24th November 2004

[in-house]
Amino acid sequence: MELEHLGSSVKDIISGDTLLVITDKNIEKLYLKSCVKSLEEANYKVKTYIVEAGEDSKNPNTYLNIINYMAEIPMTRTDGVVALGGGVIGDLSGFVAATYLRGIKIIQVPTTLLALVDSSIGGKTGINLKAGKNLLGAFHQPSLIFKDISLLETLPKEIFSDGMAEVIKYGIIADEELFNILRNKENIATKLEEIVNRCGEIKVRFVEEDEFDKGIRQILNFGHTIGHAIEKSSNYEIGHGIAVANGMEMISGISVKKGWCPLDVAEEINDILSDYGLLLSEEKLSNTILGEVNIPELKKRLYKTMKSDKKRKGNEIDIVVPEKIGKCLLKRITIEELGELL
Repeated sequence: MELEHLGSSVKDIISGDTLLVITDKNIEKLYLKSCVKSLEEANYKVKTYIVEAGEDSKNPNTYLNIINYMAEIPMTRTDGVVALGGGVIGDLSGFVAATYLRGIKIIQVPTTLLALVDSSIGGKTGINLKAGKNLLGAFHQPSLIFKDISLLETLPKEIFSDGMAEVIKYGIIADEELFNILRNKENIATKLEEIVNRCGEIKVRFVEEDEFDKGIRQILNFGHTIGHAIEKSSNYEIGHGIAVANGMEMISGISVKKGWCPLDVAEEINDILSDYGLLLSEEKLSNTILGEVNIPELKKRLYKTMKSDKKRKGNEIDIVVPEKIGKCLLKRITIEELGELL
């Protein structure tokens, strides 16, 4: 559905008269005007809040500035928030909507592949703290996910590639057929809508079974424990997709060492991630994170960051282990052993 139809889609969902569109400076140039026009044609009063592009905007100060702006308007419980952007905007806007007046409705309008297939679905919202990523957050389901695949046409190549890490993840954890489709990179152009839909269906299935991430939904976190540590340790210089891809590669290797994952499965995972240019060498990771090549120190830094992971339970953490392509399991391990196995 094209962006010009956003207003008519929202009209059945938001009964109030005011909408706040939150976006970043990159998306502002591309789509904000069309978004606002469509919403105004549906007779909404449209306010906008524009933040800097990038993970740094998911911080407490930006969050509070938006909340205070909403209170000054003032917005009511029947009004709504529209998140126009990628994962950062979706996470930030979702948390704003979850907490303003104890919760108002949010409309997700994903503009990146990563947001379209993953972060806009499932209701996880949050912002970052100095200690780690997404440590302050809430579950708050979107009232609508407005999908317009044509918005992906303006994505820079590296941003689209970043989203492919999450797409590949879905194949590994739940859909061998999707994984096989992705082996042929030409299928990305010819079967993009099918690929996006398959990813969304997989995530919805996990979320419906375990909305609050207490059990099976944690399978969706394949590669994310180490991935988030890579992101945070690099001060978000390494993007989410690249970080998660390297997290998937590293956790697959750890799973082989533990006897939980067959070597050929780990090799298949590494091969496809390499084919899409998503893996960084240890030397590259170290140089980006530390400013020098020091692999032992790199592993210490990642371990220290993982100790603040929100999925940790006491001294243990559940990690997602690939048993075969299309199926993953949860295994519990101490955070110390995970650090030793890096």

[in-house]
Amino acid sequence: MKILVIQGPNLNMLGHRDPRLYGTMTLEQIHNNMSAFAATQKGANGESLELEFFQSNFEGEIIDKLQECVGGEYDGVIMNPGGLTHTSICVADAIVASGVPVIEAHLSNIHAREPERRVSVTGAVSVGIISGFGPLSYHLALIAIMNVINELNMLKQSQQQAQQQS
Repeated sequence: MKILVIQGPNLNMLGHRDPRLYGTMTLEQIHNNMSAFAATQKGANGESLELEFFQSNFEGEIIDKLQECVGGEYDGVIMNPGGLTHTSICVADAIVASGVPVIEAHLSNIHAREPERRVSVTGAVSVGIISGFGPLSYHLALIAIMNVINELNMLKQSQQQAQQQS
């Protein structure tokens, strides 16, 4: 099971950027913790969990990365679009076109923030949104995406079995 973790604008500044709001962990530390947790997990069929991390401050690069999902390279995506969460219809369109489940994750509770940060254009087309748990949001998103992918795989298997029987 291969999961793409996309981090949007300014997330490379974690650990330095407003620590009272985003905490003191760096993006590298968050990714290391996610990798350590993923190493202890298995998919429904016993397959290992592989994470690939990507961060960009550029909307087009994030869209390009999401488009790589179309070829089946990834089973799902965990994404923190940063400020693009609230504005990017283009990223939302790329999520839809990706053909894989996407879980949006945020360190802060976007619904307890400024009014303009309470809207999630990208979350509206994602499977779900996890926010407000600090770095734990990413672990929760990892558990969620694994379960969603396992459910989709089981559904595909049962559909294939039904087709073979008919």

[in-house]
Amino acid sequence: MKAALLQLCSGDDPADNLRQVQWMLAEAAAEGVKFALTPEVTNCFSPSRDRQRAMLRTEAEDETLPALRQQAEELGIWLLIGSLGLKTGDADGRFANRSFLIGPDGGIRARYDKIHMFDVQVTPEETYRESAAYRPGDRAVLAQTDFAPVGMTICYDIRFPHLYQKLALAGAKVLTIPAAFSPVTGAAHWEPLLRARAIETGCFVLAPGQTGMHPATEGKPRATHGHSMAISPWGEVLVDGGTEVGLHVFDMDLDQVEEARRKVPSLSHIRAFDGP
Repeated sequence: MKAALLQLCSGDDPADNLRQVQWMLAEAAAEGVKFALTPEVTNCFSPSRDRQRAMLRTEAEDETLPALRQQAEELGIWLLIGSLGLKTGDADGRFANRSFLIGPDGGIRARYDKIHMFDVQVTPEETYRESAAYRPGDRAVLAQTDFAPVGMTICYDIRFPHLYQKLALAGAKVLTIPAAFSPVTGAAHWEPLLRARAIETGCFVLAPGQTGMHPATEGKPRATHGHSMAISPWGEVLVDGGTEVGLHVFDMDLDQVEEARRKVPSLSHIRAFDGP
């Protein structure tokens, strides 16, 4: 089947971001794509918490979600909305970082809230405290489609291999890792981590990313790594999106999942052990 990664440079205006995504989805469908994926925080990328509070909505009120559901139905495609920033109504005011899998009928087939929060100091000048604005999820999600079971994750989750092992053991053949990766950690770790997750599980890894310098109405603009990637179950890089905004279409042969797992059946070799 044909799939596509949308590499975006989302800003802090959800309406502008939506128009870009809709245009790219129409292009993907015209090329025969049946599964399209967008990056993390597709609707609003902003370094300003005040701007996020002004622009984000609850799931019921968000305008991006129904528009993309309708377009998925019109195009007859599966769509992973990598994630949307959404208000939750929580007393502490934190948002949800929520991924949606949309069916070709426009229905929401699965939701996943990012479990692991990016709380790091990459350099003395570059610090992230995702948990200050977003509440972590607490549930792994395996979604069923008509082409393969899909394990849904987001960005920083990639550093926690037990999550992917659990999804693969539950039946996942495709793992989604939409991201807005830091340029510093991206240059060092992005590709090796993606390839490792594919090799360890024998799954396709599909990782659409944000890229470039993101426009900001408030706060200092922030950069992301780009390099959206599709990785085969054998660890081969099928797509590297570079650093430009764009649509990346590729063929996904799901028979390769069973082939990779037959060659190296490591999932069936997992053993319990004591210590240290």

Cranstoun Drug Services and the European Network on Drugs and Infections Prevention in Prison launched an in-depth report entitled “Substitution Treatment in European Prisons” in the European Parliament on November 24. Focusing on the policies and practices of 18 European countries, the report highlights the obstacles to introducing substitution treatment into prisons and the difficulties that prisoners encounter when attempting to access services. Overall, availability, management and evaluation of substitution treatment in prison settings were seen as lagging behind those services offered in community settings. Interviews were conducted in two prisons per country with prison and medical staff and with focus groups of inmates to assess their views on service provision. Research objectives included initiating an exchange of information between medical staff and health care workers in prisons and identifying good practice in the field of substitution treatment. The study recommends that the specific treatment needs of women be met according to the severity of their drug use (as there are fewer women in prison in comparison to men, drug use among women prisoners in many countries tends to be of the severely dependent type). It found that offenders participating in substitution treatments tend to display lower readmission rates overall. The scope of substitution treatment for opiate-dependent persons, introduced some forty years ago, has extended across Europe, according to the study: only Greece and Sweden currently do not offer treatment in prisons. Partly funded by the European Commission, the project targeted the 15 EU Member States (prior to the May expansion) and Poland , Slovenia and the Czech Republic .
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